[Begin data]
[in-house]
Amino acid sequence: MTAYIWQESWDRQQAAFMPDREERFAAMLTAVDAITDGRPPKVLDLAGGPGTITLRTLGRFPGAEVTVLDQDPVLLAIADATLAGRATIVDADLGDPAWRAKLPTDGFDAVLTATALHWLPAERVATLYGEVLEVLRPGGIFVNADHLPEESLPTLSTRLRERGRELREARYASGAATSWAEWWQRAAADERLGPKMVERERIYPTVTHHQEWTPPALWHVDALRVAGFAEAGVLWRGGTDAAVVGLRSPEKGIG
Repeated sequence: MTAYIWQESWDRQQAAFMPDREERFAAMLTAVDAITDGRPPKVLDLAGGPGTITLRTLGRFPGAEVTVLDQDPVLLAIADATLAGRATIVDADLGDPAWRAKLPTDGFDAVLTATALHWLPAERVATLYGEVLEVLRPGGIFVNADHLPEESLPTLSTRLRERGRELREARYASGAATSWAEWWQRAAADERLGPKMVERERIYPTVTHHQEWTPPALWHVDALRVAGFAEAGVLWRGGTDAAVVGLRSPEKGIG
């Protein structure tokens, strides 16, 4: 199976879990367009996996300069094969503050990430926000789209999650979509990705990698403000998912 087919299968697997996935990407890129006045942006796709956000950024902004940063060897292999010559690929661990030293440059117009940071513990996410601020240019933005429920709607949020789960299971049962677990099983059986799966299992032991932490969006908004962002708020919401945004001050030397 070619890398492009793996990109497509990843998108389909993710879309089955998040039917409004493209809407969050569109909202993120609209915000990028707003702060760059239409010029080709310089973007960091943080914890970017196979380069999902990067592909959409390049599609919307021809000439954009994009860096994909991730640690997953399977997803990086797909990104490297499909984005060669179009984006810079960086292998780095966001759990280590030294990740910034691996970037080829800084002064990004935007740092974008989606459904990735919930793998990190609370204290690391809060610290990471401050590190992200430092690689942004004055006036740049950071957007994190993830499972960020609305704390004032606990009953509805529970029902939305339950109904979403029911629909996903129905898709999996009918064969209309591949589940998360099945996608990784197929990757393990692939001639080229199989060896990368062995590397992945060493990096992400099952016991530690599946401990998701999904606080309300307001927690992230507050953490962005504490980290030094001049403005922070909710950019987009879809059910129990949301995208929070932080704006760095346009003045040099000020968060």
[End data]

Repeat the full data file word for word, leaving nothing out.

[in-house]
Amino acid sequence: MTAYIWQESWDRQQAAFMPDREERFAAMLTAVDAITDGRPPKVLDLAGGPGTITLRTLGRFPGAEVTVLDQDPVLLAIADATLAGRATIVDADLGDPAWRAKLPTDGFDAVLTATALHWLPAERVATLYGEVLEVLRPGGIFVNADHLPEESLPTLSTRLRERGRELREARYASGAATSWAEWWQRAAADERLGPKMVERERIYPTVTHHQEWTPPALWHVDALRVAGFAEAGVLWRGGTDAAVVGLRSPEKGIG
Repeated sequence: MTAYIWQESWDRQQAAFMPDREERFAAMLTAVDAITDGRPPKVLDLAGGPGTITLRTLGRFPGAEVTVLDQDPVLLAIADATLAGRATIVDADLGDPAWRAKLPTDGFDAVLTATALHWLPAERVATLYGEVLEVLRPGGIFVNADHLPEESLPTLSTRLRERGRELREARYASGAATSWAEWWQRAAADERLGPKMVERERIYPTVTHHQEWTPPALWHVDALRVAGFAEAGVLWRGGTDAAVVGLRSPEKGIG
């Protein structure tokens, strides 16, 4: 199976879990367009996996300069094969503050990430926000789209999650979509990705990698403000998912 087919299968697997996935990407890129006045942006796709956000950024902004940063060897292999010559690929661990030293440059117009940071513990996410601020240019933005429920709607949020789960299971049962677990099983059986799966299992032991932490969006908004962002708020919401945004001050030397 070619890398492009793996990109497509990843998108389909993710879309089955998040039917409004493209809407969050569109909202993120609209915000990028707003702060760059239409010029080709310089973007960091943080914890970017196979380069999902990067592909959409390049599609919307021809000439954009994009860096994909991730640690997953399977997803990086797909990104490297499909984005060669179009984006810079960086292998780095966001759990280590030294990740910034691996970037080829800084002064990004935007740092974008989606459904990735919930793998990190609370204290690391809060610290990471401050590190992200430092690689942004004055006036740049950071957007994190993830499972960020609305704390004032606990009953509805529970029902939305339950109904979403029911629909996903129905898709999996009918064969209309591949589940998360099945996608990784197929990757393990692939001639080229199989060896990368062995590397992945060493990096992400099952016991530690599946401990998701999904606080309300307001927690992230507050953490962005504490980290030094001049403005922070909710950019987009879809059910129990949301995208929070932080704006760095346009003045040099000020968060």